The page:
The Chief Superintendent who at the time was head of South Devon police, said nobody foresaw that outcome but stuck to the idea that the Force’s response was ‘in line with guidelines’. They did however amend their Police Pursuit Policy since and now only TPAC (Tactical Pursuit and Containment) trained police officers can initiate a pursuit. Furthermore having had contact with the Chief Superintendent in recent days I am delighted to learn that Devon and Cornwall Police are also introducing suicide awareness training for their police officers.
The media have been and remain incredibly supportive, as have cross-party politicians. Ministerial support has been in the shape of Leo Varadkar, who met me to discuss it when he was Transport Minister, and Frances Fitzgerald, who I met shortly after she became Justice Minister. And before she was made Garda Commissioner, Nóirín O’Sullivan was very fast in replying to an appeal I made to her for help.
She put me in touch with an Assistant Commissioner, who in turn introduced me to the training team in Templemore. Some 100 gardaí started their training at the Garda College on September 8th and I was delighted when they told me they will all undertake ASIST (Applied Suicide Prevention Skills Training) training before being assigned a garda station next April.
I do hope that they will also address the possibility of a suicidal driver. But while I don’t doubt his commitment and good work, I think he has a fairly extraordinary task ahead of him if he doesn’t get a huge increase in manpower and resources. Gardaí have assigned three officers to deliver the ASIST programme and more are expected to be tasked with its delivering. Officers are currently in talks with the National Office of Suicide Prevention to extend training throughout the Force. I think it would be great if they furthered this by using case studies in their suicide awareness training also, as in having victims speak directly to the trainee gardaí.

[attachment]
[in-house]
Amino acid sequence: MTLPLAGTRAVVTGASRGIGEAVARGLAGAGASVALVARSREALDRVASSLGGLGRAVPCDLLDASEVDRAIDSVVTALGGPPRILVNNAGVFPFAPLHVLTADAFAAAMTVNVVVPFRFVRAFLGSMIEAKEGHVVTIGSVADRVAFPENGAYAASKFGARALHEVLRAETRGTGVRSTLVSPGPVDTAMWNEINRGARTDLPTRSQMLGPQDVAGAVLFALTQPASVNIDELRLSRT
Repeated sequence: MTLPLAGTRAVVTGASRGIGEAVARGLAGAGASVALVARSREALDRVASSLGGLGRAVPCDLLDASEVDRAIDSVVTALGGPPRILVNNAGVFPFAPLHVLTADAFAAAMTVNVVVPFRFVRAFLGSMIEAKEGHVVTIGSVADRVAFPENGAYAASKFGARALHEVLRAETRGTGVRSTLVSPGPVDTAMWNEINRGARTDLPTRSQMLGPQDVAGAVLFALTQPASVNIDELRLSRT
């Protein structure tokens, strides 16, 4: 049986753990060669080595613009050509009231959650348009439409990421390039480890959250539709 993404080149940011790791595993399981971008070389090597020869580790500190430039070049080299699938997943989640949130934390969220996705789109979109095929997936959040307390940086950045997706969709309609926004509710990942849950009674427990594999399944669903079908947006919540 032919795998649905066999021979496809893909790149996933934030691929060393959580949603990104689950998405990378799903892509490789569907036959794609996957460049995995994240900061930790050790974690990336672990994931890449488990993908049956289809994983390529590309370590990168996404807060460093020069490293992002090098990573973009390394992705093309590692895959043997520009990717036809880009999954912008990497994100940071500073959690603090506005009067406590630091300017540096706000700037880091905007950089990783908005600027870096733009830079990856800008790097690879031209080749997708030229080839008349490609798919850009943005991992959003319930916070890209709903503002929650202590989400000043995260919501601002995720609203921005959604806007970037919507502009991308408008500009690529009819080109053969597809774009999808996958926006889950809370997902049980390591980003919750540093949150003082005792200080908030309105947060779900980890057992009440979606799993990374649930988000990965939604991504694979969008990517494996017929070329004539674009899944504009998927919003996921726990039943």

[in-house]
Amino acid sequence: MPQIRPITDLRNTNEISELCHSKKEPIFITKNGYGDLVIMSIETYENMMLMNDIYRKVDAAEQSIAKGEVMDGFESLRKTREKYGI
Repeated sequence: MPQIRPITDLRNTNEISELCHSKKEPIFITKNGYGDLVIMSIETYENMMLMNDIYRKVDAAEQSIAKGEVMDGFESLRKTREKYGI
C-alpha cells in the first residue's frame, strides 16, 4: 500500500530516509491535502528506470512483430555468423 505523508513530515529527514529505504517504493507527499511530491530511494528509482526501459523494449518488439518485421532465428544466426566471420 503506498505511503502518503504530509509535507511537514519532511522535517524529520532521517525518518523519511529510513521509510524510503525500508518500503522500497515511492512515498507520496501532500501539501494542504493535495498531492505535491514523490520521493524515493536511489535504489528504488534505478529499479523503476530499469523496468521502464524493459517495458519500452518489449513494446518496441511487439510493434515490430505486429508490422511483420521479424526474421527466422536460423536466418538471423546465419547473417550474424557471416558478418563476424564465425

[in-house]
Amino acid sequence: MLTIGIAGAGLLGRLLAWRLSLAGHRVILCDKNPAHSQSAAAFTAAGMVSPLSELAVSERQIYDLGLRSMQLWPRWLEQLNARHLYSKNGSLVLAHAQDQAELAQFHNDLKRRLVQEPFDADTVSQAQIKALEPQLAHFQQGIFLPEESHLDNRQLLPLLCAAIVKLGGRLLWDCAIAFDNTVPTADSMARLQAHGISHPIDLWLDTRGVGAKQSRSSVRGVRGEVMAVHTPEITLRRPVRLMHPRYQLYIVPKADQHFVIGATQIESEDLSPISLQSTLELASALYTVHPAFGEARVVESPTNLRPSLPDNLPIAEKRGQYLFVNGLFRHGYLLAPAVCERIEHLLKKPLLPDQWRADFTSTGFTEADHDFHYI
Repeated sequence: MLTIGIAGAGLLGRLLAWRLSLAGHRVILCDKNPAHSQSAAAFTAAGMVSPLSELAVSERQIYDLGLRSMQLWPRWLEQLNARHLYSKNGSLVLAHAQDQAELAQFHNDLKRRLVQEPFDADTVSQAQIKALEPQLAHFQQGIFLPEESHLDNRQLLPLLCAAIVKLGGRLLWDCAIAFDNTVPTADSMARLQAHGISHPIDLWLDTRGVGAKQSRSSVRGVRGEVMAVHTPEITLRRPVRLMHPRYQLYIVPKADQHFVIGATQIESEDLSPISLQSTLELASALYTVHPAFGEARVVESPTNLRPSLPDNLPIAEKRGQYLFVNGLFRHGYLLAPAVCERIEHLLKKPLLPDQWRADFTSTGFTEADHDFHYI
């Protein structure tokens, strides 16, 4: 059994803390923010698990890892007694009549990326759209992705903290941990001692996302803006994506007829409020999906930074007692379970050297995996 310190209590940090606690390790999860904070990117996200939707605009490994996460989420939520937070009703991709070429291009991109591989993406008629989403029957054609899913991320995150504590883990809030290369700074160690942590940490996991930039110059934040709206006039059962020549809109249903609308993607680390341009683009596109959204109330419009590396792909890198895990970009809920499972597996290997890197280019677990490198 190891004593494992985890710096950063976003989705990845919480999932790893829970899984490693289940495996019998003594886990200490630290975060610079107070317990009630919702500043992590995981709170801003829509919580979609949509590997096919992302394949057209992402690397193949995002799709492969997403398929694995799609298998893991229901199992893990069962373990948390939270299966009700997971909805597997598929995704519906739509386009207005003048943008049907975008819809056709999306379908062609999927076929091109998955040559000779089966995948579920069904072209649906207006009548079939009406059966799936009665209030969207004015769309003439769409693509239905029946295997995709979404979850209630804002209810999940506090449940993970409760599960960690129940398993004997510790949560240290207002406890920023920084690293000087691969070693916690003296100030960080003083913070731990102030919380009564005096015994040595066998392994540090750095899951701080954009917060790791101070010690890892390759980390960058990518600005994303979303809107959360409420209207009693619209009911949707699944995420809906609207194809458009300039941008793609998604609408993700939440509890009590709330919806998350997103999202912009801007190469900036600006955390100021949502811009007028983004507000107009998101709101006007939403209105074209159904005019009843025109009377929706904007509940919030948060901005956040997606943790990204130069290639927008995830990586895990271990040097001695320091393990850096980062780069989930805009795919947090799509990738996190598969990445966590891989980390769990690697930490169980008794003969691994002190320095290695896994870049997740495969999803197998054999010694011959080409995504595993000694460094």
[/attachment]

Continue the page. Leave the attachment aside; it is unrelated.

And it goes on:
My thinking being that real life stories, both positive and negative, would be extremely effective in delivering the harsh reality of suicidal encounters and its life changing effects on yourselves and all involved. And indeed that this training will be available to you all in protected time.
As we head toward Christmas I expect there are people who are finding life extremely difficult and worryingly may be contemplating suicide. I am sure, as many of you are reading this, that some of you have had to take the emotional call from a heartbroken family member or friend who is reporting a loved one missing, who has left a suicide note or whom they suspect is of suicidal ideation.
Indeed many of you may have encountered a suicidal person attempting to self-harm and how you respond to the person has untold consequences, both on yourself and the suicidal person. While I totally respect that not every suicidal person can be saved I do believe that this training would really help the garda as well as the suicidal person.
Everyone appreciates that in 2012, the phenomenon of someone committing suicide by driving their car into another was very new. But the sad reality is that it can happen. Training was a factor then and training is a factor now. I really hope that we don’t have to wait for another “Twomey” tragedy.
Personally I started this article by appropriating blame. I hope you noticed it was in the past tense. These days, I’m beyond blaming people or feeling bitter about what happened. What happened, happened and there is nothing I can do to change that. But I can at least try to make sure it doesn’t happen to anybody else.
For full and in-depth coverage, see the current printed edition of Garda Review.